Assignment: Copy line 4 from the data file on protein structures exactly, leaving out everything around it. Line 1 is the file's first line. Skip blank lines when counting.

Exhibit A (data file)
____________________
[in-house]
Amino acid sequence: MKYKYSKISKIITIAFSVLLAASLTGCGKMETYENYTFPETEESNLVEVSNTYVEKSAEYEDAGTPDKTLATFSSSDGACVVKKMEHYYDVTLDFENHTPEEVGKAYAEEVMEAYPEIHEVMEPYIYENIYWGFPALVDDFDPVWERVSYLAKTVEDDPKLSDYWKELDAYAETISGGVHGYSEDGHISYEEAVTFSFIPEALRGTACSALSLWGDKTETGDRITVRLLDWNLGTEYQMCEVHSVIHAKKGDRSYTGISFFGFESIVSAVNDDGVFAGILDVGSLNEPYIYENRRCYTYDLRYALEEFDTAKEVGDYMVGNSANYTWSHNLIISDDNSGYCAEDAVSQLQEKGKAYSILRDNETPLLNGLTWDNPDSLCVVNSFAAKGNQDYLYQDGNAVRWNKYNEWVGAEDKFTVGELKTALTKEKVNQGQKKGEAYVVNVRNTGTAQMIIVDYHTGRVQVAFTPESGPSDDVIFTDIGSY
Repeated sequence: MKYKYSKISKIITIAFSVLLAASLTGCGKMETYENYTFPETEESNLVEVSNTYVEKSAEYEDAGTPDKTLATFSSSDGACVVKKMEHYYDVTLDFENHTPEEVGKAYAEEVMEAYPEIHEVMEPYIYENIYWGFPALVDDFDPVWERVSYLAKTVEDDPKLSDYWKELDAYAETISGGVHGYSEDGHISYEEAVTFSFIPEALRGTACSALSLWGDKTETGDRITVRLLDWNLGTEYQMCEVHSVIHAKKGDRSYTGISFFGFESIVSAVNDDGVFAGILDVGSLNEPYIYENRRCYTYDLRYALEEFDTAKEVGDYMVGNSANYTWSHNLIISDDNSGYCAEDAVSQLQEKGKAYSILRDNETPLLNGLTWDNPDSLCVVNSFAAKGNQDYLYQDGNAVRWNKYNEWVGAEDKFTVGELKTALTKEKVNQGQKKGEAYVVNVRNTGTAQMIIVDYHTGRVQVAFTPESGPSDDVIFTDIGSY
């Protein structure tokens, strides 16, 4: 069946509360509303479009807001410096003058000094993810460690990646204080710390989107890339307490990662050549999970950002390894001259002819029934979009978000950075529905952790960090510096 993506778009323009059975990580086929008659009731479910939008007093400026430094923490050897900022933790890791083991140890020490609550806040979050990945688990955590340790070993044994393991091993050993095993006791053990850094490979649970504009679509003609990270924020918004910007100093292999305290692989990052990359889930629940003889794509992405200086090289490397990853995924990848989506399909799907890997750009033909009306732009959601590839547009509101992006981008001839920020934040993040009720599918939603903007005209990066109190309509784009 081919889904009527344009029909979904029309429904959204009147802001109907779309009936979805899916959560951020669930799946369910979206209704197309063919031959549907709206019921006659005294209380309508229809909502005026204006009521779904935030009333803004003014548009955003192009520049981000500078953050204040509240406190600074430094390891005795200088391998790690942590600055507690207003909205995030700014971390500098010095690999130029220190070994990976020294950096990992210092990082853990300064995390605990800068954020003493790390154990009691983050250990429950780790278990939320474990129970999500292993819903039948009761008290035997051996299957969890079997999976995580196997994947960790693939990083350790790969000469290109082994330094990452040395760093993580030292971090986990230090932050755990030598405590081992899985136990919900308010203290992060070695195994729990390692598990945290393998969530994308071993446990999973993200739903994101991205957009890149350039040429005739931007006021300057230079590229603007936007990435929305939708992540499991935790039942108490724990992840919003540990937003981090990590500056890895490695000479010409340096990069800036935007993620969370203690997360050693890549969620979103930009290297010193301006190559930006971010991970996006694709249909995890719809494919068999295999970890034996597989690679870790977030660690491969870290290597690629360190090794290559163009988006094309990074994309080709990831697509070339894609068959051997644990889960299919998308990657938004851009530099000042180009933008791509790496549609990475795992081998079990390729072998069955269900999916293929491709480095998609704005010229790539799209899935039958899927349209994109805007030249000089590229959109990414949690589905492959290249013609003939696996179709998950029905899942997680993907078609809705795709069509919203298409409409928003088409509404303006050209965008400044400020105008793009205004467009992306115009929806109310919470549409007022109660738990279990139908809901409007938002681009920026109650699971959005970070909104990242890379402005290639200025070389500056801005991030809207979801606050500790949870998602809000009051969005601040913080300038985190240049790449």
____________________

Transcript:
């Protein structure tokens, strides 16, 4: 069946509360509303479009807001410096003058000094993810460690990646204080710390989107890339307490990662050549999970950002390894001259002819029934979009978000950075529905952790960090510096 993506778009323009059975990580086929008659009731479910939008007093400026430094923490050897900022933790890791083991140890020490609550806040979050990945688990955590340790070993044994393991091993050993095993006791053990850094490979649970504009679509003609990270924020918004910007100093292999305290692989990052990359889930629940003889794509992405200086090289490397990853995924990848989506399909799907890997750009033909009306732009959601590839547009509101992006981008001839920020934040993040009720599918939603903007005209990066109190309509784009 081919889904009527344009029909979904029309429904959204009147802001109907779309009936979805899916959560951020669930799946369910979206209704197309063919031959549907709206019921006659005294209380309508229809909502005026204006009521779904935030009333803004003014548009955003192009520049981000500078953050204040509240406190600074430094390891005795200088391998790690942590600055507690207003909205995030700014971390500098010095690999130029220190070994990976020294950096990992210092990082853990300064995390605990800068954020003493790390154990009691983050250990429950780790278990939320474990129970999500292993819903039948009761008290035997051996299957969890079997999976995580196997994947960790693939990083350790790969000469290109082994330094990452040395760093993580030292971090986990230090932050755990030598405590081992899985136990919900308010203290992060070695195994729990390692598990945290393998969530994308071993446990999973993200739903994101991205957009890149350039040429005739931007006021300057230079590229603007936007990435929305939708992540499991935790039942108490724990992840919003540990937003981090990590500056890895490695000479010409340096990069800036935007993620969370203690997360050693890549969620979103930009290297010193301006190559930006971010991970996006694709249909995890719809494919068999295999970890034996597989690679870790977030660690491969870290290597690629360190090794290559163009988006094309990074994309080709990831697509070339894609068959051997644990889960299919998308990657938004851009530099000042180009933008791509790496549609990475795992081998079990390729072998069955269900999916293929491709480095998609704005010229790539799209899935039958899927349209994109805007030249000089590229959109990414949690589905492959290249013609003939696996179709998950029905899942997680993907078609809705795709069509919203298409409409928003088409509404303006050209965008400044400020105008793009205004467009992306115009929806109310919470549409007022109660738990279990139908809901409007938002681009920026109650699971959005970070909104990242890379402005290639200025070389500056801005991030809207979801606050500790949870998602809000009051969005601040913080300038985190240049790449």